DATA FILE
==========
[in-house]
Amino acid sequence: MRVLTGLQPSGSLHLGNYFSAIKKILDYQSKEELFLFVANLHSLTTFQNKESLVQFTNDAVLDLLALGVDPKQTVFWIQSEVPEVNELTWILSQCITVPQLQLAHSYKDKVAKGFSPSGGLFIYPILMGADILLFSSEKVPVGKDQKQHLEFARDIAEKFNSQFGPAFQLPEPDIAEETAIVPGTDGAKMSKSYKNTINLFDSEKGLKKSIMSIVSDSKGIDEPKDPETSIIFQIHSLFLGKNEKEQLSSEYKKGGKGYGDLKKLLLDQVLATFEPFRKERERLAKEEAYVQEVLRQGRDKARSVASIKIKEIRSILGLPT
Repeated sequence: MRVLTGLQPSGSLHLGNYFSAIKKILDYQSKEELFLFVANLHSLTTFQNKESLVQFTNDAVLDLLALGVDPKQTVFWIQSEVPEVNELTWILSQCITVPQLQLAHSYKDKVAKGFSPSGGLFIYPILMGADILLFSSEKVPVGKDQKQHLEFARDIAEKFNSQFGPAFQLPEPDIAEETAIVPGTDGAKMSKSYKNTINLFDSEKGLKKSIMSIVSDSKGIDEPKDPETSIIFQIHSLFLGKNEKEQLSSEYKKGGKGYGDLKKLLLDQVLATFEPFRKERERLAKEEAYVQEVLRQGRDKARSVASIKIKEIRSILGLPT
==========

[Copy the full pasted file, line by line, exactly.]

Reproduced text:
[in-house]
Amino acid sequence: MRVLTGLQPSGSLHLGNYFSAIKKILDYQSKEELFLFVANLHSLTTFQNKESLVQFTNDAVLDLLALGVDPKQTVFWIQSEVPEVNELTWILSQCITVPQLQLAHSYKDKVAKGFSPSGGLFIYPILMGADILLFSSEKVPVGKDQKQHLEFARDIAEKFNSQFGPAFQLPEPDIAEETAIVPGTDGAKMSKSYKNTINLFDSEKGLKKSIMSIVSDSKGIDEPKDPETSIIFQIHSLFLGKNEKEQLSSEYKKGGKGYGDLKKLLLDQVLATFEPFRKERERLAKEEAYVQEVLRQGRDKARSVASIKIKEIRSILGLPT
Repeated sequence: MRVLTGLQPSGSLHLGNYFSAIKKILDYQSKEELFLFVANLHSLTTFQNKESLVQFTNDAVLDLLALGVDPKQTVFWIQSEVPEVNELTWILSQCITVPQLQLAHSYKDKVAKGFSPSGGLFIYPILMGADILLFSSEKVPVGKDQKQHLEFARDIAEKFNSQFGPAFQLPEPDIAEETAIVPGTDGAKMSKSYKNTINLFDSEKGLKKSIMSIVSDSKGIDEPKDPETSIIFQIHSLFLGKNEKEQLSSEYKKGGKGYGDLKKLLLDQVLATFEPFRKERERLAKEEAYVQEVLRQGRDKARSVASIKIKEIRSILGLPT